My Battle With PTSD
I feel it’s time I come forward and talk about something I’ve been trying to hide for the past four years. It’s a very serious issue that’s become extremely problematic for veterans in our country, and is something many vets struggle with on a daily if not hourly basis.
Post-traumatic stress disorder (PTSD) is a term I’m sure many of you have probably heard before, whether it be from listening to the news or hearing the topic thrown around in conversations with family or friends. But, how many of you have personally heard from someone who suffers from PTSD?
Before I get started, let me first admit that I am a combat veteran who struggles with PTSD, and I was first diagnosed with the disorder in September 2011 after I returned home from Afghanistan. Now, I’ll be completely honest with you. I truly believed (in my early Army days) that PTSD wasn’t real. And yes, looking back, I’m very ashamed to admit that I was that ignorant — but hindsight is always 20/20.
For those of you who are unaware of the how destructive war is, I’ve embedded a trailer to the excellent documentary ‘Restrepo’. For those not aware of the film, Restrepo follows an Army Infantry unit on a 15-month deployment in the Korengal Valley of northeast Afghanistan. The Korengal Valley flows north to the Pech Valley, which then flows east to the Kunar River valley on the border with Pakistan. This area was where I was deployed to in 2010 and 2011, and was one of the deadliest places to serve in the war. This clip offers a brief glimpse of what life was like for many of us overseas, and hopefully, this offers some background and context to what I’m discussing here.
After I returned home to the United States in May 2011, the first symptoms began to occur, and deep inside myself, I knew something wasn’t right with me. Nightmares soon started, which would usually involve getting captured and being shot in the head or having my head cut off. Most times, I would immediately wake up once the gunshot would go off, and it would be extremely difficult to then fall back asleep. Because of the lack of sleep, severe depression set in, along with anxiety that would be debilitating (it still is). Because I was a part of a macho organization driven by toughness and strength, I refused to get help and refused to admit I was struggling severely. As many veterans do, I turned to alcohol to help cope with the numerous symptoms, which obviously made things worse.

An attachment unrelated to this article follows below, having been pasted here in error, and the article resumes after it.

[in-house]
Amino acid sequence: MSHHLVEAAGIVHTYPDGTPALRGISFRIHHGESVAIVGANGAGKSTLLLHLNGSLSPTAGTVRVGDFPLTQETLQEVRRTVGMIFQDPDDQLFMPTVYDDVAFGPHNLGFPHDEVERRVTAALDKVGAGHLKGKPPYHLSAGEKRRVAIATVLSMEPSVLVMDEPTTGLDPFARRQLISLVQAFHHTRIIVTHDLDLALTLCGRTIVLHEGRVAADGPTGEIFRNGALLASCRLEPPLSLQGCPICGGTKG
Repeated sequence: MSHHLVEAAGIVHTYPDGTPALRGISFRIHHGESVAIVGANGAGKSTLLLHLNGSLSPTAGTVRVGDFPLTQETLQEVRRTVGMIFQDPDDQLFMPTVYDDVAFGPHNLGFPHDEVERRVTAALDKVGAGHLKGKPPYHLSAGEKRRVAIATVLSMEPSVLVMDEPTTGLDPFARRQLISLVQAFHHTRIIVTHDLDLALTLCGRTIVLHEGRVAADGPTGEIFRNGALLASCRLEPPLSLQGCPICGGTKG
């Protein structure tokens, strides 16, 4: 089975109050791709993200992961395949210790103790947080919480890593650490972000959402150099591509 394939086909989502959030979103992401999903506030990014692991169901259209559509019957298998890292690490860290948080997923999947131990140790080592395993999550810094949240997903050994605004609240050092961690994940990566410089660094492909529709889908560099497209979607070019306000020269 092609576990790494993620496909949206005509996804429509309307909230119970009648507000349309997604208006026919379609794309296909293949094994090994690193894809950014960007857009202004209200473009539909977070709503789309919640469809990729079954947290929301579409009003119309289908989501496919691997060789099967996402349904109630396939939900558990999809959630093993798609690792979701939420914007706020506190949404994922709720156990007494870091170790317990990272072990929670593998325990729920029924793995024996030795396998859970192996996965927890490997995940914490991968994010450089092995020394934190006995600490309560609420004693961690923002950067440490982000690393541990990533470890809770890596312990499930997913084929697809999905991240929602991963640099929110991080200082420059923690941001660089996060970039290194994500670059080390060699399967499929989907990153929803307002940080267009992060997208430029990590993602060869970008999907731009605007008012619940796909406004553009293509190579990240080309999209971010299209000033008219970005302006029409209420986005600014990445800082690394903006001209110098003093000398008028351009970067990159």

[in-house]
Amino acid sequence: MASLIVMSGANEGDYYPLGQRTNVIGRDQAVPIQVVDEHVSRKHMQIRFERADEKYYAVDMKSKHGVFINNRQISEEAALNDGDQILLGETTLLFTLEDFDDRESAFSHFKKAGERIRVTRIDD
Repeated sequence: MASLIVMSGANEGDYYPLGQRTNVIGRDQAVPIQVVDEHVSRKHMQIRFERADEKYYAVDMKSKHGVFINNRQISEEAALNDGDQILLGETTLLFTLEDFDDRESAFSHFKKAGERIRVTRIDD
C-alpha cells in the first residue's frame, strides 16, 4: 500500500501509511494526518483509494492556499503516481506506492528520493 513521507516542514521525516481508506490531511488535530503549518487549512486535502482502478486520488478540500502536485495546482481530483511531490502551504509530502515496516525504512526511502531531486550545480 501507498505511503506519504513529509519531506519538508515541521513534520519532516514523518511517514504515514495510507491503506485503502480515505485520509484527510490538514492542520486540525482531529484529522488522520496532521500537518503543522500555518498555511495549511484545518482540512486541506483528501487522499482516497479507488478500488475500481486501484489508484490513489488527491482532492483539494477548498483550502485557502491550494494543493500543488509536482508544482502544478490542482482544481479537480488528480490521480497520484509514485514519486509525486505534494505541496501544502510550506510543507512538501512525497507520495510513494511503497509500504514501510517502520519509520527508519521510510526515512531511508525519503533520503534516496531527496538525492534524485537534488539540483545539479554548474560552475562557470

After having an extremely bad week in June 2011, my wife talked me into seeing a behavioral health clinic at Fort Campbell for help. I remember that day because as I was driving to work, I was thinking about my time in the Afghanistan and about the soldiers who didn’t make it back. Tears were streaming down my face as I was driving through the gate and I did my best to wipe them away as I handed my military ID card to the security guard.
Unfortunately, I left that appointment with only more medication, and I was very disappointed with the overall care I received that day due to the severity of my symptoms. (I’m sure many veterans can relate with that and offer there own experiences too) Now, I’m not saying there aren’t excellent doctors within the military community, because there are. But on that particular day, I left feeling like just another number, which spiraled me further into a deeper depression that would take me years to dig myself out of.
The thing about PTSD is, the symptoms vary from person to person. Many service members have uniquely different experiences during their time in the military, and this is especially true when serving in combat. And If I were to describe how PTSD feels to me personally, (sorry if this analogy isn’t the best) it feels very much like a dark cloud that follows you everywhere you go. For example, sometimes the cloud brings an overcast day, and on other days, it brings a little rain. But sometimes just after a couple of days, that very cloud can bring a thunderstorm that is extremely destructive and downright scary. And the bad thing is, after that bad storm passes and you think you’re in the clear, you look up to the sky only to see that fucking cloud still looming overhead.
For me, I’ve finally accepted the fact this disorder is now a part of who I am, and as much as I hate the never-ending depression, constant anxiety, and other related issues, I don’t think I would change a thing about me, if that makes sense. I hate having to explain my feelings regarding the topic using this blog (it’s extremely difficult to talk about this if that makes sense) but after so many years of struggling with this, I guess there comes a time when you stop worrying about how others will view you, or how/if their perception of you will change when/if they find out. I guess I finally learned not too long ago that being honest with yourself, and honest with others, is more important than trying to hide something just because you’re worried how others’ perceptions will be. And that is the first and possibly most important step in the healing process.